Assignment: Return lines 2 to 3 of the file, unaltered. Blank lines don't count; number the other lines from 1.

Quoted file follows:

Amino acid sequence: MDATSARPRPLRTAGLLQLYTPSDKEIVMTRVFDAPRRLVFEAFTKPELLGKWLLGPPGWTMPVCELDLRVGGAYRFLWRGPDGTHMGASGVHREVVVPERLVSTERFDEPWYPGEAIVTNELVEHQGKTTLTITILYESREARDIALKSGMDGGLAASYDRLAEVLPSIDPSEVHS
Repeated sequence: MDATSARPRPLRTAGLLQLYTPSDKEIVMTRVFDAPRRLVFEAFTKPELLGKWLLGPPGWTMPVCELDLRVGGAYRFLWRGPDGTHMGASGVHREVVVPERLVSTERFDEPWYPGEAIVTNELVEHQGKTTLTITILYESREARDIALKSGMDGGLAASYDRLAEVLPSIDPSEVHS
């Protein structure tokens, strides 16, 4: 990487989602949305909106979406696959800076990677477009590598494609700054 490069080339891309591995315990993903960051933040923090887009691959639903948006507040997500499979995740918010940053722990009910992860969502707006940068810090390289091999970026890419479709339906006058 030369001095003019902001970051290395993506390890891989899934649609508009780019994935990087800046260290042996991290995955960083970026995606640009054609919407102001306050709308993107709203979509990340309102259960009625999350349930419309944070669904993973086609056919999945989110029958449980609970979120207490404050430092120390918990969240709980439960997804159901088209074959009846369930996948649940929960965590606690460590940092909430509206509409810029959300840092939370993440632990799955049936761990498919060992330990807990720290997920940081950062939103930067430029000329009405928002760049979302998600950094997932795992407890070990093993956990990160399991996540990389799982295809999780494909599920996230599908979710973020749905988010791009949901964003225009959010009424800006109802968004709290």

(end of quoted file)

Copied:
Repeated sequence: MDATSARPRPLRTAGLLQLYTPSDKEIVMTRVFDAPRRLVFEAFTKPELLGKWLLGPPGWTMPVCELDLRVGGAYRFLWRGPDGTHMGASGVHREVVVPERLVSTERFDEPWYPGEAIVTNELVEHQGKTTLTITILYESREARDIALKSGMDGGLAASYDRLAEVLPSIDPSEVHS
């Protein structure tokens, strides 16, 4: 990487989602949305909106979406696959800076990677477009590598494609700054 490069080339891309591995315990993903960051933040923090887009691959639903948006507040997500499979995740918010940053722990009910992860969502707006940068810090390289091999970026890419479709339906006058 030369001095003019902001970051290395993506390890891989899934649609508009780019994935990087800046260290042996991290995955960083970026995606640009054609919407102001306050709308993107709203979509990340309102259960009625999350349930419309944070669904993973086609056919999945989110029958449980609970979120207490404050430092120390918990969240709980439960997804159901088209074959009846369930996948649940929960965590606690460590940092909430509206509409810029959300840092939370993440632990799955049936761990498919060992330990807990720290997920940081950062939103930067430029000329009405928002760049979302998600950094997932795992407890070990093993956990990160399991996540990389799982295809999780494909599920996230599908979710973020749905988010791009949901964003225009959010009424800006109802968004709290």